Governor’s statement following the ECB’s monetary policy meeting, with commentary on the current situation
Conditions in the euro area labour market remain robust in the wake of a slowdown in economic growth. With general price increases have been gradually easing, core inflation has remained at high levels. Financial markets are showing signs of past monetary policy decisions. All these factors led the Governing Council members to decide to raise key interest rates for the ninth consecutive monetary policy meeting, this time again by 25 basis points. The decision was also taken to remunerate banks’ minimum reserves at an interest rate of zero.
The latest data show signs of a slowdown in economic activity in the euro area. This is primarily the result of the contraction in manufacturing activity, while survey data also point to a moderation of activity growth in services. Meanwhile, inflation is slowing in line with the latest macroeconomic forecasts, while core inflation remains high. Similarly, the euro area’s economic cooling has not yet been reflected in the labour market, which represents a key risk to the persistence of core inflation at a higher level for some time.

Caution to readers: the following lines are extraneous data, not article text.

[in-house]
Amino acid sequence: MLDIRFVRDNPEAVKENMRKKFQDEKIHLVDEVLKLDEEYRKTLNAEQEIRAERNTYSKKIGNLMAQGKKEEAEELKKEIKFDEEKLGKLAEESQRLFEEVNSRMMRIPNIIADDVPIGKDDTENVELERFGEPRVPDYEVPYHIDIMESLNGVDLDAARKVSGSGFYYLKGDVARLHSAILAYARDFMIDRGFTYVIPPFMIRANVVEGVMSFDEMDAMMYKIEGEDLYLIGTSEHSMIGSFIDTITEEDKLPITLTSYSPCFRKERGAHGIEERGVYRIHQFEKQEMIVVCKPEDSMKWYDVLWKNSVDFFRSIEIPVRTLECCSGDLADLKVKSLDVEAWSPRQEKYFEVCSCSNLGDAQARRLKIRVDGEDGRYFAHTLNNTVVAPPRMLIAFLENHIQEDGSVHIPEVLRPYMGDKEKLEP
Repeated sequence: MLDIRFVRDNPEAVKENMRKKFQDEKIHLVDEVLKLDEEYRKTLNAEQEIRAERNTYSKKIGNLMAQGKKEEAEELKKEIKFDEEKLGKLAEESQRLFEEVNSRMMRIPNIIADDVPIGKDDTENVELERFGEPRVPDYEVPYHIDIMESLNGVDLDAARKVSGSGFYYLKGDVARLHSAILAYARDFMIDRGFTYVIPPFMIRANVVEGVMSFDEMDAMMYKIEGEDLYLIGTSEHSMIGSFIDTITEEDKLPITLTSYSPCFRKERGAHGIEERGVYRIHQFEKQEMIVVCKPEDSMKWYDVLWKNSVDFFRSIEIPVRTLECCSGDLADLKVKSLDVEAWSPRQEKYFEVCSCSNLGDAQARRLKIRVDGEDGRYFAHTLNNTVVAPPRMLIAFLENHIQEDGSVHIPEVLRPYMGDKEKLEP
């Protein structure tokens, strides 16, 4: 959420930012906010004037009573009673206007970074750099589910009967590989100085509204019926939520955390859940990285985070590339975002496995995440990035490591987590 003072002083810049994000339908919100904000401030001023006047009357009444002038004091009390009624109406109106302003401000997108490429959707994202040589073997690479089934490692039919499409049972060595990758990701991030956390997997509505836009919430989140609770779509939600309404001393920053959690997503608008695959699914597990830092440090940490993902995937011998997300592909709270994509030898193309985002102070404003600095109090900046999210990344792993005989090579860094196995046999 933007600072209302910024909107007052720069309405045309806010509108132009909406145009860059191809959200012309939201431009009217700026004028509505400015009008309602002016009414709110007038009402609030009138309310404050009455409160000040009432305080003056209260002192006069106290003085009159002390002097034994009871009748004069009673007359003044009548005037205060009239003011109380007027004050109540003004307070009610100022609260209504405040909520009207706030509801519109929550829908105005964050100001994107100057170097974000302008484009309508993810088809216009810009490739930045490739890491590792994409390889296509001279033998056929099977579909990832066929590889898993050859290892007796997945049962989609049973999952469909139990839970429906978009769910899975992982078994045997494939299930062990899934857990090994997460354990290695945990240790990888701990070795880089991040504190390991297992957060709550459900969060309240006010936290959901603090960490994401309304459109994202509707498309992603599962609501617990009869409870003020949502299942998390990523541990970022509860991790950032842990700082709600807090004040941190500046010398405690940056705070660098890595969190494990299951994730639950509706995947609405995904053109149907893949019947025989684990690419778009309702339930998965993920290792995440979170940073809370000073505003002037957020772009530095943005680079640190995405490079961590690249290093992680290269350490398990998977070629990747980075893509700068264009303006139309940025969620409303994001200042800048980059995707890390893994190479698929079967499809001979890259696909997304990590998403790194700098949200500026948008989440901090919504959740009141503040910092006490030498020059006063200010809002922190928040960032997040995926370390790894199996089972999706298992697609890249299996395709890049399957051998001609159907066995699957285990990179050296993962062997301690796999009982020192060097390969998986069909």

Market expectations of the level of key interest rates have risen since the last monetary policy meeting of the Governing Council. The increase in euro area government bond yields has remained limited. Volatility in riskier segments of the financial market has remained low, and credit premiums and borrowing costs have been relatively stable. This also applies to the banking sector. At the end of June, a total of EUR 506 billion of TLTRO-III operations was repaid by the Eurosystem banks. Banks prepared for the maturity in advance, so this did not cause any major money market movements. The monetary policy tightening is also increasingly being reflected in the banking sector. Lending rates are continuing to increase in line with the increase in key interest rates, while lending activity has moderated sharply, mainly due to a decline in demand for loans.
In these circumstances, the Governing Council decided to go ahead with the key interest rate rise, this time again by 25 basis points. In order to maintain the effectiveness of monetary policy, it was also decided to remunerate banks’ minimum reserves at an interest rate of zero.
In this context, I would like to stress that our future decisions will continue to ensure that interest rates are kept at sufficiently restrictive levels for as long as it takes for inflation to return to our 2-percent target in time. As before, each step will depend on the current situation, in particular on the economic and financial data, developments in core inflation, and the effectiveness of our measures.